Glorious Defeat, Noble Retreat

It is not impossible that NATO’s high risk offensive will work, though it may not work in the way NATO seems to expect.

Glorious Defeat, Noble Retreat

It is not impossible that NATO’s high risk offensive will work, though it may not work in the way NATO seems to expect.

Thursday, 10 November, 2005

Fears that NATO’s air offensive will actually worsen the humanitarian catastrophe it is ostensibly designed to prevent are firming up. NATO claims that the Serbian government has released criminals into paramilitary groups operating in Kosovo. In Belgrade, what is left of the independent press reports that the para-military commander Zeljko Razmatovic has called for volunteers for a new force to fight in Kosovo.

Yet it is not impossible that NATO’s high risk offensive will work, though it may not work in the way NATO seems to expect.

The nightmare scenario contains two wars. In one, NATO gets command of the air. Strike aircraft hammer Serbian police and Yugoslav army bases, communications systems and government infrastructure. The A-10 Thunderbolt aircraft with their armour-piercing incendiary cannon shells hunts down and destroys armoured vehicles and artillery operating in Kosovo. But, in this scenario, Serbia does not surrender.

Instead, in the other war, enraged Serb police and Yugoslav soldiers strike back against the only target to hand, supported by the wild men of the paramilitaries, among them "Arkan" Razmatovic’s specialists in terror and ethnic cleansing. But because of the war from the air, they cannot use armoured vehicles and artillery. So the Kosovo Liberation Army is on even terms, perhaps a little less well trained, but equipped as well if not better, highly motivated and equally angry.

It can be assumed that if this war of the irregulars breaks out, anyone with an average level of human decency and an average amount of courage will try to get out. The battle will be fought for control of a wasteland.

It is the nightmare scenario, and there are four alternatives to it. The first is that NATO commits ground forces to prevent it from happening, which has thus far been ruled out by the alliance’s political leaders. The second alternative is that, before the full horror is unleashed, NATO recognises it has under-estimated President Slobodan Milosevic’s capacity to allow Serbia’s citizens to suffer, stops the air offensive and tries to get back into negotiating mode. Having faced the alliance down, Milosevic can be expected to scorn negotiations and, moreover, to punish the Kosovo Albanians further.

The third alternative is the one NATO claims to be counting on: Milosevic picks up the phone to announce that he will accept the Rambouillet agreement and stand down his forces immediately. At that point the world will find out whether the Rambouillet agreement is still on the table, or whether the air offensive has increased the stakes and made it impossible for Kosovo to remain in Yugoslavia. Either way, unless the Contact group sweetens the pill with, for example, economic reconstruction, this alternative means total defeat for Milosevic.

So even at the limit, Milosevic can be relied on to manoeuvre, to pull any consolation prizes he can from the jaws of defeat. The fourth alternative, then, is that Milosevic recognises that, of course, he cannot defeat NATO, nor even resist if the alliance retains the will and unity to pound his forces for days and weeks. And recognising that, he may embrace defeat and turn it into, if not victory, at least survival.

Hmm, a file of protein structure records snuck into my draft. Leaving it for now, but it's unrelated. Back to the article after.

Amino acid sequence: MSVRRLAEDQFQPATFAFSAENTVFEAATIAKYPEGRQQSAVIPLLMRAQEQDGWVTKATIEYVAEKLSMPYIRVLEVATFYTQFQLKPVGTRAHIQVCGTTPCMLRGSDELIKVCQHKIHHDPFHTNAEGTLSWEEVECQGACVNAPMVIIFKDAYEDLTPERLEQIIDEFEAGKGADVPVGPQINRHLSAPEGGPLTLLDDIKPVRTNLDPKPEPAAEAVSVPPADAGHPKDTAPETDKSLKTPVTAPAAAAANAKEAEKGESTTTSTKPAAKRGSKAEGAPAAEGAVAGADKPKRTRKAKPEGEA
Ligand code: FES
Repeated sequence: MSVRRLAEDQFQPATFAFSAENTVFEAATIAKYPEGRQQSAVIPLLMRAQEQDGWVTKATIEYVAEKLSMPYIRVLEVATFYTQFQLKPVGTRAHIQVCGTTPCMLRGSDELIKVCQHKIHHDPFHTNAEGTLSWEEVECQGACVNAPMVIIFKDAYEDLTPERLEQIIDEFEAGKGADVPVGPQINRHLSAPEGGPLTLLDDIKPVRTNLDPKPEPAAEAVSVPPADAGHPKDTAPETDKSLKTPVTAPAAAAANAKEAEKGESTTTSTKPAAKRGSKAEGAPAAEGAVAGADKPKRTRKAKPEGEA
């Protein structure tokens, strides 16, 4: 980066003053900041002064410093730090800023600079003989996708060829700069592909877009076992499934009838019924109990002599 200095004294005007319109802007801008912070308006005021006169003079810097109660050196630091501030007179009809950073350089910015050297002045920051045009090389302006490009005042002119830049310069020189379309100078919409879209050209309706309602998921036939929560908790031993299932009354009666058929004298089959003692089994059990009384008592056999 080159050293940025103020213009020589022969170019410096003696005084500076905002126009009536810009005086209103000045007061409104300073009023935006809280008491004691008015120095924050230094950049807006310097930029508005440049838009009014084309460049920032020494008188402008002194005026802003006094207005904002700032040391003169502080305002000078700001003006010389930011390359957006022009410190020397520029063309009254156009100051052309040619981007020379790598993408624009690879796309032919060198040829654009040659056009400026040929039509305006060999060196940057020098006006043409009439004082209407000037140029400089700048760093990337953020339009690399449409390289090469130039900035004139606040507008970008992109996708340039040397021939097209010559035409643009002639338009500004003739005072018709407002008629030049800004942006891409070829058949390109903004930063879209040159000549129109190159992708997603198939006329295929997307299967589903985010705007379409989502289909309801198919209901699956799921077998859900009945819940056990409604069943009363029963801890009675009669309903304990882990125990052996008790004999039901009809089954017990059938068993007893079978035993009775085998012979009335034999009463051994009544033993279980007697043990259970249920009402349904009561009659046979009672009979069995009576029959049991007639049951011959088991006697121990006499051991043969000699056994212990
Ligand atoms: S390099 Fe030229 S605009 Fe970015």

One of Serbia’s central historical myths is the glorious defeat in 1389 at the Battle of Kosovo Fields, which ended the medieval Serb empire and establish Ottoman domination in the Balkans. As far as the facts are available, they offer a very different picture. The army that fought the Ottomans was not Serbian alone; the non-Ottoman side did not lose the battle; and even if it had, the result would not have destroyed the Serb empire since that crumbled in 1355, a generation earlier. But for the myth-makers for almost four centuries, Kosovo Fields has been a glorious defeat.

More factually based, but with a similar capacity to mobilise intense national feelings, is the story of the exodus from Kosovo in 1690. Fearing Ottoman reprisals after the defeat of a Serb uprising and an Austrian offensive, the Serb Orthodox Patriarch Arsenije led more than 30,000 families northwards out of Kosovo.

Alongside the spirit of the glorious defeat, Serb history contains the noble retreat. It is part of the victim consciousness that permeates Serb nationalist ideology. In early 1996, as implementation of the Dayton peace agreement began, the Bosnian Serb leaders evacuated Serbs from Sarajevo in early 1996, using force to get the reluctant ones to move. Again, the noble retreat, better and safer than living under the wrong ruler.

It is not outlandish to think that Slobodan Milosevic, who has become adept at short-term manipulation of Serbian national consciousness, might utilise these potent historical symbols. A call from Belgrade to the Serbs of Kosovo to return to Mother Serbia, out of the clutches of their enemies and those who conspire against them, would be able to call on the imagery of 1389 and 1690.

So it may be that the air offensive is holding the door open, through which Milosevic will beckon his people home. But as they go, especially if the irregulars have already started to operate, it would give them some sour satisfaction to leave an irreparably damaged Kosovo behind.

Dan Smith is the Director of the International Peace Research Institute, Oslo and chair of the board of IWPR.

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